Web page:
The Immigrant (1917) was a Short Films - Silent Films Film directed by Charlie Chaplin and produced by Charlie Chaplin, Henry P. Caulfield and John Jasper.
The Immigrant was inducted into the National Film Registry in 1998.
Silent Sunday – The Immigrant (1917)By Michael on Nov 10, 2019 From Durnmoose Movie Musings
Since Sunday tends to be a day of quiet and reflection for many people, it seems an appropriate day to celebrate silent movies. But in keeping with the “day of rest” theme, I’m just going to post this without any commentary and just sit back and let you enjoy.... Read full article
The Immigrant (1917) A Silent Film ReviewBy Fritzi Kramer on Jan 4, 2015 From Movies Silently
By Fritzi Kramer on January 4, 2015 in Blog, Feature, Silent Movie Review Charlie Chaplin and Edna Purviance play a pair of immigrants fresh off the boat who are trying to make a go of it in the United States. Their obstacles: Snotty waiters, thieving fellow passengers and a very large plate of bean... Read full article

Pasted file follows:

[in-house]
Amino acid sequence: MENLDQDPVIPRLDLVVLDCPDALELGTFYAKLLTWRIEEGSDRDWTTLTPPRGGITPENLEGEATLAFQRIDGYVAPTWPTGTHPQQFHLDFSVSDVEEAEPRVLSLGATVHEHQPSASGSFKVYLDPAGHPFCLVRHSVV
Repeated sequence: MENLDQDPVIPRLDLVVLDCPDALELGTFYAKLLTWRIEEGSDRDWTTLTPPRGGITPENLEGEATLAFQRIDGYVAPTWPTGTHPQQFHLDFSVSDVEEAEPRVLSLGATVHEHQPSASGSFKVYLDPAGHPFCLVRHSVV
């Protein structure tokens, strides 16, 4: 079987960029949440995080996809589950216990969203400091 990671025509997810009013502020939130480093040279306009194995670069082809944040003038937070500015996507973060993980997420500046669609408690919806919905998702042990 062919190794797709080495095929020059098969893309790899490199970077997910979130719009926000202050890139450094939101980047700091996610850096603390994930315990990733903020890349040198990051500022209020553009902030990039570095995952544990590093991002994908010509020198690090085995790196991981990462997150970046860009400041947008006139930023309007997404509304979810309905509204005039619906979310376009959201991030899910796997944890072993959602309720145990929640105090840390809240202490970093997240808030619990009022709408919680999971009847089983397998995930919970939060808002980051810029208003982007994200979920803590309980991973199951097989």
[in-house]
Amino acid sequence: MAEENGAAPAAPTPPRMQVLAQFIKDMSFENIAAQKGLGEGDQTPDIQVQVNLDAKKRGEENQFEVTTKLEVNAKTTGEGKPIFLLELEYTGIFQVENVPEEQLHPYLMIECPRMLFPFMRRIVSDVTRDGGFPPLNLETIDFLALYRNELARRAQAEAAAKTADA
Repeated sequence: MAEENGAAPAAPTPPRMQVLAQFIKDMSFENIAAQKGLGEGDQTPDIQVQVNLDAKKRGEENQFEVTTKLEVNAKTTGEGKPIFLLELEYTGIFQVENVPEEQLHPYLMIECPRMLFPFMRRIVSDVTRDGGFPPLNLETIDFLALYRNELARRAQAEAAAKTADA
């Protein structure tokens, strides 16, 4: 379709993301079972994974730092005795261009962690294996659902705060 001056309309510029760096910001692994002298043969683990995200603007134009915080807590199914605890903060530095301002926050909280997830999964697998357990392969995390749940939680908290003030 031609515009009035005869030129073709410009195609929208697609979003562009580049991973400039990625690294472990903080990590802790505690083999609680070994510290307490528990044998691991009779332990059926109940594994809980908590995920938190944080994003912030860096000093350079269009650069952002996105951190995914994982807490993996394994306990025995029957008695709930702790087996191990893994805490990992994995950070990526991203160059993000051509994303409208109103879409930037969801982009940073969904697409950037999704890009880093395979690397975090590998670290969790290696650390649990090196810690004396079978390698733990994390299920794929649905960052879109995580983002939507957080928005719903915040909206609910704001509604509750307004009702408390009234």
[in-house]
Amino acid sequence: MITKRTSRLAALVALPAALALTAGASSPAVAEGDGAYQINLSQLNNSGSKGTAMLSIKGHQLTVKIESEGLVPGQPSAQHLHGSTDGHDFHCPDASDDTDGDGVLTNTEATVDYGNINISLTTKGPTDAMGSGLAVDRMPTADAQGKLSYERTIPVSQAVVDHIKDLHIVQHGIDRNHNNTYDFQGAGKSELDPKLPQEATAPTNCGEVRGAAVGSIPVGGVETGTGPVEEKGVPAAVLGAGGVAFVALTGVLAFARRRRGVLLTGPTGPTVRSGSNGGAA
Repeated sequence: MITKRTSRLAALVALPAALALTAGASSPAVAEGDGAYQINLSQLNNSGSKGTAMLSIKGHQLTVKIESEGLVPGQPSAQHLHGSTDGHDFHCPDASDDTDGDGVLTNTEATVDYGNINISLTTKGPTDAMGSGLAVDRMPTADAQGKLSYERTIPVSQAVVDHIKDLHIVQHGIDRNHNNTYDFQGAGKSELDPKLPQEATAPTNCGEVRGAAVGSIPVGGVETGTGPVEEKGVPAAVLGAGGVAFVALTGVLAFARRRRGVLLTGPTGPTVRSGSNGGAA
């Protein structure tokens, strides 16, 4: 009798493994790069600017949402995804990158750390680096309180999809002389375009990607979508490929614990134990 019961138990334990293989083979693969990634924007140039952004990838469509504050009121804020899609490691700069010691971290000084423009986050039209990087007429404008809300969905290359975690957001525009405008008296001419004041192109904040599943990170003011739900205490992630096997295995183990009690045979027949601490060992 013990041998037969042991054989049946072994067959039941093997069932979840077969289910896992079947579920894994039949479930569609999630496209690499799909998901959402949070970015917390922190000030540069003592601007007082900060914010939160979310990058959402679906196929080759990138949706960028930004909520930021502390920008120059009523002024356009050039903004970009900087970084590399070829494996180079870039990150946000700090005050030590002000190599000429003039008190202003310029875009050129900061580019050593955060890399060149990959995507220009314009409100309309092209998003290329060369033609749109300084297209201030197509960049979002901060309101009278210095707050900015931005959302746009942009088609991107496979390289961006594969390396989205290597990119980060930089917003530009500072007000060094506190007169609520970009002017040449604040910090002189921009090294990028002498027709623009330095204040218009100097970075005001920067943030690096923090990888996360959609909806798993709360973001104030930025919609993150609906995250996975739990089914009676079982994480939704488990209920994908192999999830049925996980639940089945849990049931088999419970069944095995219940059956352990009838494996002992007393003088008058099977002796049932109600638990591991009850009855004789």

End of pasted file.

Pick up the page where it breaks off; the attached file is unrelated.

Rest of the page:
Short Film Saturday: The Immigrant (1917)By Bernardo Villela on Nov 22, 2014 From The Movie Rat
This is an important short film on a number of levels: In no particular order: it was added to the National Film Registry in 1998, it’s topical yet again and always has been; and it’s a Chaplin film that works as a great intro to his work as an actor, writer and director just to name a f... Read full article
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According to Kevin Brownlow's and David Gill's documentary series Unknown Chaplin, the first scenes to be written and filmed take place in what became the movie's second half, in which the penniless Tramp finds a coin and goes for a meal in a restaurant, not realizing that the coin has fallen out of his pocket. It was not until later that Charles Chaplin decided the reason the Tramp was penniless was that he had just arrived on a boat from Europe, and used this notion as the basis for the first half. Edna Purviance reportedly was required to eat so many plates of beans during the many takes to complete the restaurant sequence (in character as another immigrant who falls in love with Charlie) that she became physically ill.
Charles Chaplin edited the film for four days and nights without sleep in order to release it on schedule.
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